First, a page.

The top of the cant rib is then notched to fit up agains the deck. Sometimes these are thinned as well.

After the top of the cant rib is shaped, they are nailed to the inwale using bronze ring shank nails. The end of the stems and the deck have a screw installed to keep them together as well.

Now that all of the ribs and decks are in place, it is time to install the temporary thwarts by screwing them in place. The temporary thwarts were simply rough copies of the finished parts in terms of lenght and angle. Once these were in place, the last of the planking was installed. (WHISKEY PLANK!)

Once the last of this planking is installed, it is time to mark it and trim it. Here is the marking gage in action. It makes a line just above the bottom of the inwale so that when the canvas is cut flush, the outwale will cover the edge of the canvas and wood.

The planking is then cut down to the line using a utility knife to score and then cut. This planking is only 5/32" thick, so it isn't much work.

Once the planking is cut down, it is time to make certain that all of the tacks have been properly clenched and that there are no missing tacks. While in most areas, the steel bands did a good job of clenching the tacks, in some areas they aren't clenched at all. You simply get in the boat using a clenching iron (seen in top photo in this post) and back up the tacks on the inside of the rib. Then you give a good sharp rap with a hammer on the tacks on the outside. It is at this point that you realize that there are literally thousands of brass tacks used to build one of these canoes.


After all of the tacks have been set, the last step for the day is to take a swab and some boiling water and wipe down the whole hull to get rid of any "hammer blossoms"

After we completed this task, we retreived our mahogany outwales that had been soaking in the pond and steam bent them over the forms seen in Friday's post. After that we called it a day.

Building a Cedar and Canvas Canoe : Wednesday

Wednesday was all about planking. No doubt about it.

The first planks to go on are the garboard planks. To get them to conform to the contour of the ribs, a swab and hot water are used to make them flexible. At this point, the planks are about 3" wide and 5/32" thick and are from Northern White Cedar. Ideally, the planks are full length, but in this case the longest we had were about 10'. We selected planking carefully to put the knots behind the ribs. Where the planking was joined, it was cut at a bevel and the beveled joint was hidden behind the ribs. At the ends of a plank, small holes were drilled into the planking, but not the ribs. This was for the tacks so that the ends of the planking would not split. Brass tacks were driven through the planking and the ribs and clenched on the steel bands covering the forms. At the ends of the garboard, we drilled into the stem and drove bronze ring shank nails. At this time, only the garboard is attached to the stem.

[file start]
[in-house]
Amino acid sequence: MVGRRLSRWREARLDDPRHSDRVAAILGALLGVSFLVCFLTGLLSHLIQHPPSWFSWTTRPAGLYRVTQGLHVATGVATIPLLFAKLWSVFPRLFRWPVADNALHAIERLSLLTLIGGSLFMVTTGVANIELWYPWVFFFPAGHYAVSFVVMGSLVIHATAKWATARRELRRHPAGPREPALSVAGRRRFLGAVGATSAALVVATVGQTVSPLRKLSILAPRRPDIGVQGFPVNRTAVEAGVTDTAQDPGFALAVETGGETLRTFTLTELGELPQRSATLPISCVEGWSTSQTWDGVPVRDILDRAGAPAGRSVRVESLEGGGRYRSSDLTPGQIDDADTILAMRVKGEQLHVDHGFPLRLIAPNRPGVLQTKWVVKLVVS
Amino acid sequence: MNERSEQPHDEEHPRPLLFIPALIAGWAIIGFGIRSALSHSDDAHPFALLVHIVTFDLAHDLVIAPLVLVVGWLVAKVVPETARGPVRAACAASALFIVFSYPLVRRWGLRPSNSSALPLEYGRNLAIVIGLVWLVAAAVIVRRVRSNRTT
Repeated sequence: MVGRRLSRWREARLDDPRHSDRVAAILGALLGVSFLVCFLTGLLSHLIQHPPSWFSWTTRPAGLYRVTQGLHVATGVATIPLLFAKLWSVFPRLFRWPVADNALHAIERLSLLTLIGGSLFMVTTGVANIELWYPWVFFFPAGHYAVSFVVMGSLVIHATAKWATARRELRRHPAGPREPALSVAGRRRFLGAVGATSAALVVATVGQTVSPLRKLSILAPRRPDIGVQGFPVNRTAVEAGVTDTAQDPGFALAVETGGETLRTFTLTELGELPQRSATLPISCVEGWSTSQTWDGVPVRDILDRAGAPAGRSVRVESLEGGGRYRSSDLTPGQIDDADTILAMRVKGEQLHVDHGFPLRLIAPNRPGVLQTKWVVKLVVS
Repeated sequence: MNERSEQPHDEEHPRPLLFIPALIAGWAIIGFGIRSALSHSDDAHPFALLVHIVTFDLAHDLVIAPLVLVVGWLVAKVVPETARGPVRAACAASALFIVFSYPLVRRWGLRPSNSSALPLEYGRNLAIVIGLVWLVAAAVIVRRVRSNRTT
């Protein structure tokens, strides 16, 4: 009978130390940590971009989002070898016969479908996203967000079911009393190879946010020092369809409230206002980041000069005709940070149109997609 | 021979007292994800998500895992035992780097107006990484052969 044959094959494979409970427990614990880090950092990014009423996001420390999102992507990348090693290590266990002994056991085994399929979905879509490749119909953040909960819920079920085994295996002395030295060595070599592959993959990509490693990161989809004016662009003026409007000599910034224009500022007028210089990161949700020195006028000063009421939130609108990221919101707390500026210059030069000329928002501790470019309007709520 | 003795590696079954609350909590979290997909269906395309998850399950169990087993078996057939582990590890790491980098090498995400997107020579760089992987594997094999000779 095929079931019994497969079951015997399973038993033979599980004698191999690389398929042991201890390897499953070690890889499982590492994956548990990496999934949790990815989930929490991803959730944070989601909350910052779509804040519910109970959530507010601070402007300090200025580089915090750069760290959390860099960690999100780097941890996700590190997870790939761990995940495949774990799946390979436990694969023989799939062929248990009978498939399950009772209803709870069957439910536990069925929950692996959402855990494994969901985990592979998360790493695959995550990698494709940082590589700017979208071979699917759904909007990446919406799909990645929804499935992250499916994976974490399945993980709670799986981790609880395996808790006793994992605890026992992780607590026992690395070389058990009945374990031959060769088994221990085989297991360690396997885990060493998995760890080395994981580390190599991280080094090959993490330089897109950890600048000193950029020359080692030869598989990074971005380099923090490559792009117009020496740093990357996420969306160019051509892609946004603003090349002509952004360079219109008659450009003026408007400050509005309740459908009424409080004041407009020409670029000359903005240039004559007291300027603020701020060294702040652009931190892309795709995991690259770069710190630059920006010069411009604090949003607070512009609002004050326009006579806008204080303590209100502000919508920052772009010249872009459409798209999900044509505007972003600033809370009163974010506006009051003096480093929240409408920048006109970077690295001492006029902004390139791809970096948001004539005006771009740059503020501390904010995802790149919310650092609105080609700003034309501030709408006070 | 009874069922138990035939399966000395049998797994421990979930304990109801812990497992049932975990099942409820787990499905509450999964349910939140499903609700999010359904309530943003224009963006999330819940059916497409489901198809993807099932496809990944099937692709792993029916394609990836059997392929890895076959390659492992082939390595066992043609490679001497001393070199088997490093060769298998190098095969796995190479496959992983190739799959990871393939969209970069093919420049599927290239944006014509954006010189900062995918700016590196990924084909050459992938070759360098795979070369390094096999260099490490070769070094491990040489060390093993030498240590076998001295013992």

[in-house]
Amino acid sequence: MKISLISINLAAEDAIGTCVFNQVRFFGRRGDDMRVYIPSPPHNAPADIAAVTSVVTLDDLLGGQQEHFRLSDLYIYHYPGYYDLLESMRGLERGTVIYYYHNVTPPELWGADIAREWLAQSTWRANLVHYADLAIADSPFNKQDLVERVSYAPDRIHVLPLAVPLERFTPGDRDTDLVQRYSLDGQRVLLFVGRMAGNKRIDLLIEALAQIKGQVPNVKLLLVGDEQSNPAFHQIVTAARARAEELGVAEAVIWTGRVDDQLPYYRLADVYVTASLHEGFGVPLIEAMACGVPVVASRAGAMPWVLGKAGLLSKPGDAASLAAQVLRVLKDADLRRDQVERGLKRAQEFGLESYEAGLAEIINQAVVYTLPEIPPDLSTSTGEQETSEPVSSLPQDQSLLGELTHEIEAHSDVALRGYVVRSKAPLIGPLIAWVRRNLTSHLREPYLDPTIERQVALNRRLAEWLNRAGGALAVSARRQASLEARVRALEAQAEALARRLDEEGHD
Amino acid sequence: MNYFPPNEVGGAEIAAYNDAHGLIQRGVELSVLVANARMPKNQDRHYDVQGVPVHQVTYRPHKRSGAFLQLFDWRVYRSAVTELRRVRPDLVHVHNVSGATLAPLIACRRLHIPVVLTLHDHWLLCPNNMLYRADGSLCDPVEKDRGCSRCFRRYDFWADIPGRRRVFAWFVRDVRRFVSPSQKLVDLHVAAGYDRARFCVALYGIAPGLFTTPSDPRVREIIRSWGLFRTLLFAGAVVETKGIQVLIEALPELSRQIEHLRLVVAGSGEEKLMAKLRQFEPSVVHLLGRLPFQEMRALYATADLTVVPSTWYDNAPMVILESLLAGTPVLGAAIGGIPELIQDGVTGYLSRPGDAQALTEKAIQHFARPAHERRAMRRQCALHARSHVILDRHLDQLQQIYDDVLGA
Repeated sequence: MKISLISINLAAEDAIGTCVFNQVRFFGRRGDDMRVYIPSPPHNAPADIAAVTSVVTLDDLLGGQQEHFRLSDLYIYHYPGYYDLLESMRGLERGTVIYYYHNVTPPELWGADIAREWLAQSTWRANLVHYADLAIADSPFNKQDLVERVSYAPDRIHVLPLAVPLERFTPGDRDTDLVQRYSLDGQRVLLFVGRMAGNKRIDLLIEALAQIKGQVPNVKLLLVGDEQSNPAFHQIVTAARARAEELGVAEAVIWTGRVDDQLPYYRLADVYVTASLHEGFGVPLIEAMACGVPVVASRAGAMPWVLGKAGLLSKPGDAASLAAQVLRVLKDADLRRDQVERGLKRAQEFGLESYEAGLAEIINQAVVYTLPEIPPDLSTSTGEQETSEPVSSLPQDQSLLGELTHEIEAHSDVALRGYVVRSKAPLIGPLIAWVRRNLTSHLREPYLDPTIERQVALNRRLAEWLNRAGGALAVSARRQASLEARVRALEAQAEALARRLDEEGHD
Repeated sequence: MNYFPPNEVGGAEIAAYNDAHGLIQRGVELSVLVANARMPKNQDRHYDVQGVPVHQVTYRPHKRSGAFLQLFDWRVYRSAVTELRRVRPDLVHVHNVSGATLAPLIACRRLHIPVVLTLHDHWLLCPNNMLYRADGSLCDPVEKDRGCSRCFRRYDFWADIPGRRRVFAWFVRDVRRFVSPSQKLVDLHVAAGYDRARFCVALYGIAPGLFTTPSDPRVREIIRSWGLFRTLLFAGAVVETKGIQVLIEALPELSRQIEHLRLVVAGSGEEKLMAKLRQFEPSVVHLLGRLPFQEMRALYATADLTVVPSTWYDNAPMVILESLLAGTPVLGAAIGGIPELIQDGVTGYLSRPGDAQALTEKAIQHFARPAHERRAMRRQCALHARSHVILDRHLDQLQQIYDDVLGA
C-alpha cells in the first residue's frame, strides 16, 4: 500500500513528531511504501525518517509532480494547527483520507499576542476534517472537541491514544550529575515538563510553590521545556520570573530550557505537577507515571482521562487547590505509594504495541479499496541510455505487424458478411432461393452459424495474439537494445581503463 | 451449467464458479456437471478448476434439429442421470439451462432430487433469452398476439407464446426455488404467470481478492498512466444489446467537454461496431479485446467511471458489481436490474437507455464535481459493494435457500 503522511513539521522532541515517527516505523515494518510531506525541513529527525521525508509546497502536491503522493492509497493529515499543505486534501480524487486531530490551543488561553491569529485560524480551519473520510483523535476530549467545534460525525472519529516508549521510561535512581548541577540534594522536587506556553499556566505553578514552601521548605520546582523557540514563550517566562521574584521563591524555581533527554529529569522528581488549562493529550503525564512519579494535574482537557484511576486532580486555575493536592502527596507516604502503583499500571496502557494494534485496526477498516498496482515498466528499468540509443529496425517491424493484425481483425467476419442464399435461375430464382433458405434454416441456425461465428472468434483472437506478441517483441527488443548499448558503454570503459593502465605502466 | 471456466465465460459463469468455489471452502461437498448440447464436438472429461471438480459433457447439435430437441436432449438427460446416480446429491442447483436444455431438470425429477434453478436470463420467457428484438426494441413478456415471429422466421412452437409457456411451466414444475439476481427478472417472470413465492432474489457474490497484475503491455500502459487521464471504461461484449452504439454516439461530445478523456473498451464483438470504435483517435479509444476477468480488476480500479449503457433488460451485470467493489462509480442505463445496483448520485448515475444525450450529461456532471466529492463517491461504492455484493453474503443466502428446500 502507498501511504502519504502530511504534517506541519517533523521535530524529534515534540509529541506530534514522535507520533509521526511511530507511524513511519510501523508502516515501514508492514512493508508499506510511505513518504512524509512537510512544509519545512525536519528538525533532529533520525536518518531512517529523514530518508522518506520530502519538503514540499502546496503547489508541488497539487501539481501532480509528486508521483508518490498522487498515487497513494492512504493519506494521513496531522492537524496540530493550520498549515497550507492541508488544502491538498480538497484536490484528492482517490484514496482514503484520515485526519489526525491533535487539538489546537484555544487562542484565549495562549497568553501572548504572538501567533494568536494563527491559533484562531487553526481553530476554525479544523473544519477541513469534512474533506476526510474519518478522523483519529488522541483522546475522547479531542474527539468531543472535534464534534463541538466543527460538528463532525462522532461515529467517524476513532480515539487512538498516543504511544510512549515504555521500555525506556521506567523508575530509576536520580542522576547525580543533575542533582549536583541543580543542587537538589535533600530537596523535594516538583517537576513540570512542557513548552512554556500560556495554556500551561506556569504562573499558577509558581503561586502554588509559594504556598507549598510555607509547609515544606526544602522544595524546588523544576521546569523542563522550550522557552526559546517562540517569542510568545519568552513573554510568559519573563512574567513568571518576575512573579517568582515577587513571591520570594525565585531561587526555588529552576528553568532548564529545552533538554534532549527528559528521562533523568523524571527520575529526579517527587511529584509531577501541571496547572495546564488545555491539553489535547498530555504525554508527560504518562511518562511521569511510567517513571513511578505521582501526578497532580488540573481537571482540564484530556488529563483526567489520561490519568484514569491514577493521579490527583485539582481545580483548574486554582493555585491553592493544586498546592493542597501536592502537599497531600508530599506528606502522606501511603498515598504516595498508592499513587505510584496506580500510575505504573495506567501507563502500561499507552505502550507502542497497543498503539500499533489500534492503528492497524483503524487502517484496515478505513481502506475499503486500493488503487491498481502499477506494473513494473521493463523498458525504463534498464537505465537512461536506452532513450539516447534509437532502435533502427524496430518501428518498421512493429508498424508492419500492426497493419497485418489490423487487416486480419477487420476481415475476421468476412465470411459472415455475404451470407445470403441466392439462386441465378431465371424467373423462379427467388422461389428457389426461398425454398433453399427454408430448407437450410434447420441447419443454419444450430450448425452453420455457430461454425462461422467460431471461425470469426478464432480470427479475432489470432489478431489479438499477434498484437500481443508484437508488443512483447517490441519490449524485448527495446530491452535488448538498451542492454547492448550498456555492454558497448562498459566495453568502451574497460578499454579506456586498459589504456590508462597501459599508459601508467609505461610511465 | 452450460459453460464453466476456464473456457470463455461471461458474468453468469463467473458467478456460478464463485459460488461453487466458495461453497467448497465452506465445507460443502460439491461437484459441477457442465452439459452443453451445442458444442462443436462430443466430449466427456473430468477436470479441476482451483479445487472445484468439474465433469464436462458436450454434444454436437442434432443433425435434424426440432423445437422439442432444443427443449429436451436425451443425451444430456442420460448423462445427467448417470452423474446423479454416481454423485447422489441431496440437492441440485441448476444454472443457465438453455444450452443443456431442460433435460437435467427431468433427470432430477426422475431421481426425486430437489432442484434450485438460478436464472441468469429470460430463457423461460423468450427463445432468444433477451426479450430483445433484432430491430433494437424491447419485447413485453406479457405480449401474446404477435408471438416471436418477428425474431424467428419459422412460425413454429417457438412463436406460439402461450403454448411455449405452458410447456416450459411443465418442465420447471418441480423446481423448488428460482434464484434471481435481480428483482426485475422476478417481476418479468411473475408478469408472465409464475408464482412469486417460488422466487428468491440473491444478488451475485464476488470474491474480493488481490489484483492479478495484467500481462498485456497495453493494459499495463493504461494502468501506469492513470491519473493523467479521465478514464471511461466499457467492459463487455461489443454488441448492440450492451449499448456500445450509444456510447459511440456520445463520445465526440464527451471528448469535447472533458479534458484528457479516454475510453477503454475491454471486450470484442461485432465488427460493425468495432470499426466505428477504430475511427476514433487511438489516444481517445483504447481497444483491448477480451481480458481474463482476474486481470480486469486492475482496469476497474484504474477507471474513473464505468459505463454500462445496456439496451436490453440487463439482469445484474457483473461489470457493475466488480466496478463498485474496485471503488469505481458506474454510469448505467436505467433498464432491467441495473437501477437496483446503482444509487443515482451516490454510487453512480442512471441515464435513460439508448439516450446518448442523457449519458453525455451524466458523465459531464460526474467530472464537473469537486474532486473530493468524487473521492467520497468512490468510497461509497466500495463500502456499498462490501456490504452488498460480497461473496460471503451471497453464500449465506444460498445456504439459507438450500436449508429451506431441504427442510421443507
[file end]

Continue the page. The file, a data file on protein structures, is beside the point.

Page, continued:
Pay particular attention to the orientation of the tacks. They run diagonally to make the planking lay down on the ribs properly. In this image, the second plank is already in place on both sides and the plank ends are trimmed back to the stem.

More planking - note the wet areas and that the ends of the planks are neither trimmed nor tacked at the stem.

There comes a point at which it is necessary to 'gore' the planking. Basically, this is where the ends of the planks are tapered to get the planking to fit on the hull. The goring pattern for the planks can vary from hull to hull (i.e. which rib you start at, the number of goring planks, how far up from the garboard, etc.) and is somewhat of an art. On our canoe, there were three gored planks that were full width amidships and tapered out to the width of one plank in the quarter ends. In the picture below, you can see the third plank being prepared for goring. There are pencil marks that have been made using the metal underscribe gage that is on the sawhorse. After the lines are marked, they are roughly trimmed using a utility knife and finish fit using a plane.

Here is a picture of the finished goring and the plank that meets it at the end quarter. The diagonal tack pattern is very apparent here:

The ragged edge of the bottom plank would be taken care of once the hull was off the mold on the following day.

This is where we ended the planking process for Wednesday. After this was finished, we went and cut Mahogany for the outwales of the canoes.

It was both fun and very satisfying to see the work progressing so quickly.

Tuesday, August 26, 2008

Building a Cedar and Canvas Canoe : Tuesday